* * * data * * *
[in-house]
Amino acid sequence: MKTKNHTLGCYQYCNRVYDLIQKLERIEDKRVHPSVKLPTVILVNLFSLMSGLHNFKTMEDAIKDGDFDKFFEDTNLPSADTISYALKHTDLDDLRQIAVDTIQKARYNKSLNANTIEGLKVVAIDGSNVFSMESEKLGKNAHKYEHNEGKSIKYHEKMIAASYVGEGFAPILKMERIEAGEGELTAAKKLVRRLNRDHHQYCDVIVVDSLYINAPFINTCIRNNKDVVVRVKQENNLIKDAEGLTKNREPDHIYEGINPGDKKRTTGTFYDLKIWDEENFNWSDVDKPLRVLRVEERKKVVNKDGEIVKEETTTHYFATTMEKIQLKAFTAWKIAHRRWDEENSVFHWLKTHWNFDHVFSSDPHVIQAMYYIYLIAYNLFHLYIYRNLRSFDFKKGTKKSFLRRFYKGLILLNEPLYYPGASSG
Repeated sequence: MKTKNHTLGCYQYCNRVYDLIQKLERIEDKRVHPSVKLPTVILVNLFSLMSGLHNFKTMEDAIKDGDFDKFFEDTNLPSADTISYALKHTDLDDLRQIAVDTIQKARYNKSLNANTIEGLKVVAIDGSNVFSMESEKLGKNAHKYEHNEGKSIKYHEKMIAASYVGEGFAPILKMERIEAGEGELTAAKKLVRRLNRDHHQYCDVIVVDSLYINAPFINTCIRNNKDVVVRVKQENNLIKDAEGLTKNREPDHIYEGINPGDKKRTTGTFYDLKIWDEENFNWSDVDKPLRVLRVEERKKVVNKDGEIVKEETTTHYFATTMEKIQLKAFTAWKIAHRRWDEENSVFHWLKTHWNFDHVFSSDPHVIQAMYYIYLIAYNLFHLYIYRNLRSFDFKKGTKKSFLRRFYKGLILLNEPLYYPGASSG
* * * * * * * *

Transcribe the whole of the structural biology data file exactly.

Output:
[in-house]
Amino acid sequence: MKTKNHTLGCYQYCNRVYDLIQKLERIEDKRVHPSVKLPTVILVNLFSLMSGLHNFKTMEDAIKDGDFDKFFEDTNLPSADTISYALKHTDLDDLRQIAVDTIQKARYNKSLNANTIEGLKVVAIDGSNVFSMESEKLGKNAHKYEHNEGKSIKYHEKMIAASYVGEGFAPILKMERIEAGEGELTAAKKLVRRLNRDHHQYCDVIVVDSLYINAPFINTCIRNNKDVVVRVKQENNLIKDAEGLTKNREPDHIYEGINPGDKKRTTGTFYDLKIWDEENFNWSDVDKPLRVLRVEERKKVVNKDGEIVKEETTTHYFATTMEKIQLKAFTAWKIAHRRWDEENSVFHWLKTHWNFDHVFSSDPHVIQAMYYIYLIAYNLFHLYIYRNLRSFDFKKGTKKSFLRRFYKGLILLNEPLYYPGASSG
Repeated sequence: MKTKNHTLGCYQYCNRVYDLIQKLERIEDKRVHPSVKLPTVILVNLFSLMSGLHNFKTMEDAIKDGDFDKFFEDTNLPSADTISYALKHTDLDDLRQIAVDTIQKARYNKSLNANTIEGLKVVAIDGSNVFSMESEKLGKNAHKYEHNEGKSIKYHEKMIAASYVGEGFAPILKMERIEAGEGELTAAKKLVRRLNRDHHQYCDVIVVDSLYINAPFINTCIRNNKDVVVRVKQENNLIKDAEGLTKNREPDHIYEGINPGDKKRTTGTFYDLKIWDEENFNWSDVDKPLRVLRVEERKKVVNKDGEIVKEETTTHYFATTMEKIQLKAFTAWKIAHRRWDEENSVFHWLKTHWNFDHVFSSDPHVIQAMYYIYLIAYNLFHLYIYRNLRSFDFKKGTKKSFLRRFYKGLILLNEPLYYPGASSG